Written by Guardian Shona Reid
The 13th of February 2008 is one of those days that you look back and remember exactly where you were on that day. For me, I was on the banks of the wonderous Karrawirra Pari (aka the River Torrens, River of the Red Gum Forest), here in Adelaide, in front a big screen, squinting my tear glassed eyes amongst a sea of thousands of people, watching the then Prime Minister, Kevin Rudd offer the long awaited Apology to the Stolen Generations.
The Stolen Generations era is one of the grossest violations of human rights to affect First Nation peoples historically and its lasting effects impact life trajectories and outcomes for First Nation peoples to this day. These violations were purposefully legislated by successive Australian governments as a legal means to ‘wipe out’ First Nation families, community and cultures within generations through forced removal of First Nation children from their families and assimilation into ‘civilised’ (non-First Nation) families. I encourage you to all read the Bringing Them Home Report if you haven’t already done so.
The use of forced removal of First Nation children from mothers, fathers, grandparents, siblings and communities was a very real thing that has embedded itself in the consciousness of every First Nation family network across this nation and abroad. Its legacy continues today with the displacement and disenfranchisement of First Nation peoples, with the effects manifesting in intergenerational trauma and the isolating and negative impact this has on people’s quality of life and life outcomes.
The 13th February 2008 was the start of the healing process for many; the recognition of hurt, acceptance of responsibility and the desire to reimagine was and still is a promise that means so much.
This day resonates with me both personally and professionally with my family directly impacted by the Stolen Generation era. There was devastation as well as courage in my own family to break the cycle of intergenerational trauma – some with success and some without. Professionally, I find myself in a unique position as a First Nation woman who is also the Guardian for Children and Young People here in South Australia, charged with responsibility to independently oversee how ‘well’ children and young people travel through the out-of-home-care system.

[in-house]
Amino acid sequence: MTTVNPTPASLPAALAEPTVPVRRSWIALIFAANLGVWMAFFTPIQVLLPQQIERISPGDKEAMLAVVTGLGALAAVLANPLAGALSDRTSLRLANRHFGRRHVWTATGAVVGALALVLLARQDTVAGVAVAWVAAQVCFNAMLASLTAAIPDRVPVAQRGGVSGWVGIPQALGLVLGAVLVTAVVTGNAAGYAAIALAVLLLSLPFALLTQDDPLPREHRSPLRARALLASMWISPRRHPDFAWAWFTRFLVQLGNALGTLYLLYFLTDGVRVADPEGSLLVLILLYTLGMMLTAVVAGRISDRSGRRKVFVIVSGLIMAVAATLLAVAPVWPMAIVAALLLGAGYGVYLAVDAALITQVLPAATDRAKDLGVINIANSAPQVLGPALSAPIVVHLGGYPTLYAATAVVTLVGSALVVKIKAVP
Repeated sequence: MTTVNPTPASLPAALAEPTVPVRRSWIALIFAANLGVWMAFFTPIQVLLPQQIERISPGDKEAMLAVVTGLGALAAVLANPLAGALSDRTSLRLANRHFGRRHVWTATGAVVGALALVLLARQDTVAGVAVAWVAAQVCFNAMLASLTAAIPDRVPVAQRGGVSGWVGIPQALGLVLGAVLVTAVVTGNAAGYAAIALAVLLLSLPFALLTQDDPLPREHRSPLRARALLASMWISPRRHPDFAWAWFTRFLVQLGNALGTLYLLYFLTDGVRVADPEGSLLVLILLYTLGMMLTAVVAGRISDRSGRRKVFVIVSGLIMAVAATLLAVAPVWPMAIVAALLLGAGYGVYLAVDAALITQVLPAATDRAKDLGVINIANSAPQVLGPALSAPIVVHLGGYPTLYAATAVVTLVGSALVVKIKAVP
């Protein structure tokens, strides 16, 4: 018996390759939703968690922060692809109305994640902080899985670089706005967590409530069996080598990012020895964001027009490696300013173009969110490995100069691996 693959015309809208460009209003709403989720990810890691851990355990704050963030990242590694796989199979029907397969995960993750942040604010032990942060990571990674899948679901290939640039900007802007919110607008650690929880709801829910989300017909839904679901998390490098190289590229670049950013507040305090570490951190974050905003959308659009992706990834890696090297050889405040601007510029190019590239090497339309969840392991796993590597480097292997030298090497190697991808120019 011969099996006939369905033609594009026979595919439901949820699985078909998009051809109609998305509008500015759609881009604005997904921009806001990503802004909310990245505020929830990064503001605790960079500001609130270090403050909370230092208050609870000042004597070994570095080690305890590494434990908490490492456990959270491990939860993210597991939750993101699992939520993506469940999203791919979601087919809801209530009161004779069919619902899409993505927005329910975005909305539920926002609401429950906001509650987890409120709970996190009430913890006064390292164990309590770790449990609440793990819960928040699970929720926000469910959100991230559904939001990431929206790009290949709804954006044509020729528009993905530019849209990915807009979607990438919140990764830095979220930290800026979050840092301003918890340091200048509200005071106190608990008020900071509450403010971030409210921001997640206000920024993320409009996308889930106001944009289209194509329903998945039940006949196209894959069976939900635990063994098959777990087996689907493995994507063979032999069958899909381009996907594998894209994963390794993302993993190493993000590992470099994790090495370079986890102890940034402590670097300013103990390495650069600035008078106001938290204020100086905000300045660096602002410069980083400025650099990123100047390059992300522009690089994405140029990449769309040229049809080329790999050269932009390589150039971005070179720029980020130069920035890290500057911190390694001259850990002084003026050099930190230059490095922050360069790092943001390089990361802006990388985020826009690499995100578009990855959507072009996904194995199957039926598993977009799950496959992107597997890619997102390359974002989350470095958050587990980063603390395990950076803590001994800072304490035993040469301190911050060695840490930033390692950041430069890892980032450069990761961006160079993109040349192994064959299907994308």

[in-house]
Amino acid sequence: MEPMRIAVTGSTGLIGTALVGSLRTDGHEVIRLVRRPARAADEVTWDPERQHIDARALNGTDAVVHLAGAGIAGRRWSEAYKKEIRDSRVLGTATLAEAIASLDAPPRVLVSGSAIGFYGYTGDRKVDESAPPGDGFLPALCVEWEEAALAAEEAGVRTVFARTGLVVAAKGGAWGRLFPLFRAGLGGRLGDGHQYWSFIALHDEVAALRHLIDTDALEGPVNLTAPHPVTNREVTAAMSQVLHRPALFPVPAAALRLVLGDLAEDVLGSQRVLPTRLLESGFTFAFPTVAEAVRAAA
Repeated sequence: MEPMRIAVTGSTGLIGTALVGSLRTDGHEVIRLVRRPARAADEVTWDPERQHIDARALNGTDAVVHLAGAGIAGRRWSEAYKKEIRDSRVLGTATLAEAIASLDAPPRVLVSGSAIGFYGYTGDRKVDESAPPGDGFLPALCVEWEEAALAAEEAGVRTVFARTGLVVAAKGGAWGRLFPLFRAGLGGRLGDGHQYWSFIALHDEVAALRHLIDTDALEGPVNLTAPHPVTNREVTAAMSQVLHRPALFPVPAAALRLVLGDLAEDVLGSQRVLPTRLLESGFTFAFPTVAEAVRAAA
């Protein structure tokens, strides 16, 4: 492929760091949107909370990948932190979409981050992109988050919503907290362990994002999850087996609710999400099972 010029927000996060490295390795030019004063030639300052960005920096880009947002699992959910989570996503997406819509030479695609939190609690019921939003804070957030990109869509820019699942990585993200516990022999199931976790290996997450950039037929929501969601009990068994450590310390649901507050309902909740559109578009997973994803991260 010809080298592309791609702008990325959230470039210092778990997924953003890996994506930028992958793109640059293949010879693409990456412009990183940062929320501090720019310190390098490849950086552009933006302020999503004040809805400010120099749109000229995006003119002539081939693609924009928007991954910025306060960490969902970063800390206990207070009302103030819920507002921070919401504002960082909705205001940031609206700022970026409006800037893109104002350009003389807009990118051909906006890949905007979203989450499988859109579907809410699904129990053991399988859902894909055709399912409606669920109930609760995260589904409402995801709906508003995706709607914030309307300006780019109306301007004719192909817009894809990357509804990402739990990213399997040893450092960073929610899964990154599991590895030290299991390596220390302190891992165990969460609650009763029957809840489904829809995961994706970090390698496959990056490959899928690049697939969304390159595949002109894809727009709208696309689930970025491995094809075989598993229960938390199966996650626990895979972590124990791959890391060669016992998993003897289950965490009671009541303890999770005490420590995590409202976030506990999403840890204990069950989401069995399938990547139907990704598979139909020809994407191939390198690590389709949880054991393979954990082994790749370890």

Each year I take the opportunity to remember that promise through the 2008 Apology, I think about the progress we have made from year to year. I struggle with the slow meandering pace in which ‘progress’ is made, that Aboriginal children and young people remain nearly four times as likely to come into care and grow up disconnected from their families and isolated from their cultural heritage. Efforts to connect children to culture and families is sometimes too hard and time consuming for the system to cope with, when active efforts can be celebrated as ‘outstanding practice’ rather than a ‘fundamental right and service’.
Whilst I see progress and acknowledge the work of many – I believe it is still all too slow – every day, week, year, another generation grows up without their fundamental human right to connect with family and culture. If we are to go beyond ‘Sorry’, we need to be purposeful, we need to be direct, we need to do better and we need to do it now.
The Apology was 15 years ago – for some that is two generations in care. Let’s learn from history and invest in families, culture and connectedness.